Here is a particularly cogent excerpt:

...no law can keep the President from deciding to strip a U.S. citizen of ordinary Bill of Rights and statutory civil rights protections simply by asserting that the person is associated with Al Qaeda or with groups associated with Al Qaeda. To strip citizens of their rights in this fashion, the President does not have to prove his assertion to anyone. He need merely make it and then the person automatically loses his rights under the Constitution and statutory law.

Does this argument sound familiar? It should. It is the same argument that the President previously made to justify his ability to detain two U.S. citizens, Yasser Hamdi and Jose Padilla, in military prisons. Hamdi was captured in Afghanistan, but Padilla was detained in Chicago. Again, the President's argument doesn't distinguish between what he does overseas and what he does within the United States. As far as the President is concerned, if he thinks someone is associated with our enemies (or associated with someone associated with our enemies), he can, without offering any proof of this accusation to a disinterested third party, treat them as an enemy soldier. And, as we know, the laws of war permit enemy soldiers to be captured, detained, and even killed. So, at least in theory, if he could capture Padilla in Chicago, he could also shoot him there.

This theory, taken to its logical conclusions, gives the President the ability to treat anyone living in the United States, including particularly U.S. citizens, as wartime enemies without having to prove their disloyalty to anyone outside the executive branch. In so doing, it offers him what can only be called dictatorial powers-- that is, the power to suspend ordinary civil liberties protections on his say so. The limits on what the President may do under this theory are entirely political-- the question is whether the American people will stand for what the President has done if they discover what he has done in their name. But if the American people don't know what their executive is doing, they can hardly be in a position to object. And so the President has tried to keep secret exactly what he has done under the unreasonable and overreaching theory of Presidential power that his Administration has repeatedly asserted in its legal briefs and public statements.

Attorney General Gonzales' latest admission should hardly surprise us once we understand how much power the President actually thinks he has. Given that we will probably never know what the President has been doing in our name, we can only hope that he has not actually tried to exercise all the power he (wrongfully) thinks he possesses.

Four years thence, we have the President and his advisors asserting precisely the dictatorial powers about which I was worried. And here you have a leading scholar of constitutional law publicly declaring that the assertion of these powers is as great a threat from within to American democracy as there could be.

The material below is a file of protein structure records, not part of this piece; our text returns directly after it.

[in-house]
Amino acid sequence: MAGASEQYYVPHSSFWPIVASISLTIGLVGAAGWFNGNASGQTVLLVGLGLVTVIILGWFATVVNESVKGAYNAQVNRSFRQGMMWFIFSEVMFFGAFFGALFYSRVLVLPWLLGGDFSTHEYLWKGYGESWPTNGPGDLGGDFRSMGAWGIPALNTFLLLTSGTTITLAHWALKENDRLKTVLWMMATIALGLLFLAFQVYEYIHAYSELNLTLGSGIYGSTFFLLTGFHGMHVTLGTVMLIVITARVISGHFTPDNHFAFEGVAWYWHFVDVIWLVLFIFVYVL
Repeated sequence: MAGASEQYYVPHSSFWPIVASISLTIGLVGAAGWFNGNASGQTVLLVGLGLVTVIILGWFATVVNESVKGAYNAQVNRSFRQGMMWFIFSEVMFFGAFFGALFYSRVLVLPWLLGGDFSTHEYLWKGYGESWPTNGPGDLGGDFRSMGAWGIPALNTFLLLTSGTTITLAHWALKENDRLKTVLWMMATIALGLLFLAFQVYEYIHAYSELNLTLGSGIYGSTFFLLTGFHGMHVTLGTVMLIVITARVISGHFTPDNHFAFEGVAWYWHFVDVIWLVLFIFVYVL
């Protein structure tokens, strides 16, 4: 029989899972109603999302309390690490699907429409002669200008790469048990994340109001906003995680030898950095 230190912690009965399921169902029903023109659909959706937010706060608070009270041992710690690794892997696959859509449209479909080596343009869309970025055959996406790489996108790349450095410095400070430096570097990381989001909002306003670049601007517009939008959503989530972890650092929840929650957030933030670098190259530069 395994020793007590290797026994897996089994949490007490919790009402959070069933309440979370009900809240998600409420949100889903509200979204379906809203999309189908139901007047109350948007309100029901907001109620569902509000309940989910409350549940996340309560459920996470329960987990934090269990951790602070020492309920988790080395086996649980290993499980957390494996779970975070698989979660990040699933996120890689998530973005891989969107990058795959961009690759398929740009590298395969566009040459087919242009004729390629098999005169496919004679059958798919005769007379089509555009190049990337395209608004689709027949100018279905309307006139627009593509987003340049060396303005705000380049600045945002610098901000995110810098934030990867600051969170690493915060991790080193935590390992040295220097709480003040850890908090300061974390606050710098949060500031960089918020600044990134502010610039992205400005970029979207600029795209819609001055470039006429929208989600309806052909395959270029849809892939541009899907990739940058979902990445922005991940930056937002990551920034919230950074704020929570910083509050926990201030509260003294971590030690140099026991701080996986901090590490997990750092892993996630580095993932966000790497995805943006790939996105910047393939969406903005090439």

I'm not writing to say I told you so. Rather I'm writing to say that this terrible threat to freedom and American democracy will not stop unless "open-minded" people like you are willing to recognize it and say, "No more."

Today it is a few people with foreign-sounding names, some or all of whom may actually be terrorists.

Tomorrow it could be political opponents: I'll remind you that then-AG Ashcroft condemned the Administration's political critics in Senate testimony in 2001 (on Pearl Harbor Day, no less), saying that:

"To those who pit Americans against immigrants, citizens against non-citizens, to those who scare peace-loving people with phantoms of lost liberty, my message is this: Your tactics only aid terrorists for they erode our national unity and diminish our resolve," Ashcroft told the Senate Judiciary Committee. "They give ammunition to America's enemies and pause to America's friends. They encourage people of good will to remain silent in the face of evil.

What happens if the President declares that these critics are, in fact, enemy combatants by dint of their "aid" to terrorists and the "ammunition" they give to America's enemies? On the underlying theory claimed to justify the Padilla detention.....Nothing.

It is quite ironic that the AG then stated

"Our efforts have been crafted carefully to avoid infringing on constitutional rights."

There are no consitutional rights under this Administration's reading of the Constiution.

It's time for everyone to recognize that fact.

Tuesday, April 04, 2006

Party now, pay later

As we celebrate the dispatch of another political fathead -- even after Jim Wright, Newt, Trent Lott, Bob Livingston, etc etc, the thrill is always sharp -- and dance around the May pole celebrating another bloodless bloodletting at the top, we should remember what our domestic discontents mean beyond the ponds.

The frauds and lies of DeLay's cronies in private life are not coincidental to their politics -- it's all of a whole. The rot that has allowed so-called fiscal conservatives to roll out budget sham after budget sham stinks up DC but also wafts into the global trade winds. The capricious warmongering, the tears for the poor and the loot for the rich, the purple prose of republican democracy splattered across an arrogant religiosity -- we sane Americans are not the only ones who notice.

Watching this American political theater of the grotesque are investors, bond holders, bond buyers and central bankers the world over. They all know that the American titan is leveraged to the hilt, dependent on Chinese communists and Arab monarchs to make the rent. How much longer will they sit idle on their stumbling investment?